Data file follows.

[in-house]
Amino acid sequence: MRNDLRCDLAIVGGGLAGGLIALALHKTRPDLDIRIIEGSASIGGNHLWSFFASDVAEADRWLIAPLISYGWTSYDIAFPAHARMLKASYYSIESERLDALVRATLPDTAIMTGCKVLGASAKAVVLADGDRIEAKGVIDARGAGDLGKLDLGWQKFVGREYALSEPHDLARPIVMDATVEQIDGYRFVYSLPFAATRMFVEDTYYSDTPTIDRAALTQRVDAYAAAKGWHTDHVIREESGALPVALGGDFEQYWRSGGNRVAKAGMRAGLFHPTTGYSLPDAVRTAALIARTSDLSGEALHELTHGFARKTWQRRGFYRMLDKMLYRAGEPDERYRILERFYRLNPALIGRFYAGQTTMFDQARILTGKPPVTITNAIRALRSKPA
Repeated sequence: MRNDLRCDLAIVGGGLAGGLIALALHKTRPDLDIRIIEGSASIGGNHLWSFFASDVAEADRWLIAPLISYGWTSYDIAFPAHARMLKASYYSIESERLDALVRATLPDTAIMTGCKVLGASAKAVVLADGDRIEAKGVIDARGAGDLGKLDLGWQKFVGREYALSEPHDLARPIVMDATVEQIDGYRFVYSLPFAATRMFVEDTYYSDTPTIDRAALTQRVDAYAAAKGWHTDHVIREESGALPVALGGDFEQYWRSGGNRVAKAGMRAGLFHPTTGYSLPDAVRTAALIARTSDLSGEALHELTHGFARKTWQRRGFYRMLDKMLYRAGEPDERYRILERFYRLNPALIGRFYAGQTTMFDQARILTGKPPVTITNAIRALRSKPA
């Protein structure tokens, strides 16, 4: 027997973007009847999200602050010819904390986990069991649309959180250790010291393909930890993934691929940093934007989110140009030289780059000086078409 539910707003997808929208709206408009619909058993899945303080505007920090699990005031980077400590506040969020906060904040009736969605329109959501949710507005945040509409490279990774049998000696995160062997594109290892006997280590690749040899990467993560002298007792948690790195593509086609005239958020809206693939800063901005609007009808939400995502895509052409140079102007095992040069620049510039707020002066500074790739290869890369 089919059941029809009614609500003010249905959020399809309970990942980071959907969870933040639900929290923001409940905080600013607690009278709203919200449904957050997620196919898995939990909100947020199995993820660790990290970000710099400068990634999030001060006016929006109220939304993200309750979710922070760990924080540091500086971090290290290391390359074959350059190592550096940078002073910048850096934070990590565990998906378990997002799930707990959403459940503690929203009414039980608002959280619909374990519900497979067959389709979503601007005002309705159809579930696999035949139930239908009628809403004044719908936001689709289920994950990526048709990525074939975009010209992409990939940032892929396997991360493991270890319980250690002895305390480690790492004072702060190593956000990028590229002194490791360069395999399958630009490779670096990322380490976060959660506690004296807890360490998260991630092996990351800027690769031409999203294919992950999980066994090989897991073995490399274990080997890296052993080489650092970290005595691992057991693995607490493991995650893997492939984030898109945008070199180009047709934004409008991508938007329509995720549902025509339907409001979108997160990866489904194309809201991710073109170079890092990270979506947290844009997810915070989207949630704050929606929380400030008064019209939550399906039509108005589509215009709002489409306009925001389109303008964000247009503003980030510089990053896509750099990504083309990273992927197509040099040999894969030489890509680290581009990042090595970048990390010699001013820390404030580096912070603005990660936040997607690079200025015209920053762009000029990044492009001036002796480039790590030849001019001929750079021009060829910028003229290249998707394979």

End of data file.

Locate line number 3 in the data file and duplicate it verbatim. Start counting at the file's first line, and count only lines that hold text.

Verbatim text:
Repeated sequence: MRNDLRCDLAIVGGGLAGGLIALALHKTRPDLDIRIIEGSASIGGNHLWSFFASDVAEADRWLIAPLISYGWTSYDIAFPAHARMLKASYYSIESERLDALVRATLPDTAIMTGCKVLGASAKAVVLADGDRIEAKGVIDARGAGDLGKLDLGWQKFVGREYALSEPHDLARPIVMDATVEQIDGYRFVYSLPFAATRMFVEDTYYSDTPTIDRAALTQRVDAYAAAKGWHTDHVIREESGALPVALGGDFEQYWRSGGNRVAKAGMRAGLFHPTTGYSLPDAVRTAALIARTSDLSGEALHELTHGFARKTWQRRGFYRMLDKMLYRAGEPDERYRILERFYRLNPALIGRFYAGQTTMFDQARILTGKPPVTITNAIRALRSKPA